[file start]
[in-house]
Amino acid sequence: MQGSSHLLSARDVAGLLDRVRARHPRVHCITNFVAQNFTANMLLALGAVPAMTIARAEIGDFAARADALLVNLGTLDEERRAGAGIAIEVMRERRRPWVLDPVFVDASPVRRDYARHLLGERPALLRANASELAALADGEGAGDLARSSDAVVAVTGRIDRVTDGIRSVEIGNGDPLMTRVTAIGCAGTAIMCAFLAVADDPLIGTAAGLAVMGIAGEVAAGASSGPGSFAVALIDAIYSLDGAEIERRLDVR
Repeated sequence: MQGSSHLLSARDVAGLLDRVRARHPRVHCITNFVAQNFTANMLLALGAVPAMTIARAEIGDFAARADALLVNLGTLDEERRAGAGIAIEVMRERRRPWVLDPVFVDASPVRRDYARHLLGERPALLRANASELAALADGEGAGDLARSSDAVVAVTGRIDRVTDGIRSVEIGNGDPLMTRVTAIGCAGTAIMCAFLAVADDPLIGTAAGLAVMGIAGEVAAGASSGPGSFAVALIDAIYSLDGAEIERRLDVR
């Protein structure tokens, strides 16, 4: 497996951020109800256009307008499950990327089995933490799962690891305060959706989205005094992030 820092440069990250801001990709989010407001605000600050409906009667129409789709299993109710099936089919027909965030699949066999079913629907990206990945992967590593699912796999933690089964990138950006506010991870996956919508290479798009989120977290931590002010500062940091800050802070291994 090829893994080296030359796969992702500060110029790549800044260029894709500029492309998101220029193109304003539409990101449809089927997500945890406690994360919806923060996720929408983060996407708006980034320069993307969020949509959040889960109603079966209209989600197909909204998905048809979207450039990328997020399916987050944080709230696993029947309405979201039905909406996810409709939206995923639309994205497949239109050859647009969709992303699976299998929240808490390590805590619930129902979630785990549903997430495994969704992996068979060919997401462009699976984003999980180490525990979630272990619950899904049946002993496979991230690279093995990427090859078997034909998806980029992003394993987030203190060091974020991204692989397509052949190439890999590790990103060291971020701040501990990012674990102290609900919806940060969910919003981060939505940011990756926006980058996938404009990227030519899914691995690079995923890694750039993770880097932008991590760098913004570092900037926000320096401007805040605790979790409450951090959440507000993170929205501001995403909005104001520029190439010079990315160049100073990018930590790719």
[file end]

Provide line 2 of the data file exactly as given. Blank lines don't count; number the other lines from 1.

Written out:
Amino acid sequence: MQGSSHLLSARDVAGLLDRVRARHPRVHCITNFVAQNFTANMLLALGAVPAMTIARAEIGDFAARADALLVNLGTLDEERRAGAGIAIEVMRERRRPWVLDPVFVDASPVRRDYARHLLGERPALLRANASELAALADGEGAGDLARSSDAVVAVTGRIDRVTDGIRSVEIGNGDPLMTRVTAIGCAGTAIMCAFLAVADDPLIGTAAGLAVMGIAGEVAAGASSGPGSFAVALIDAIYSLDGAEIERRLDVR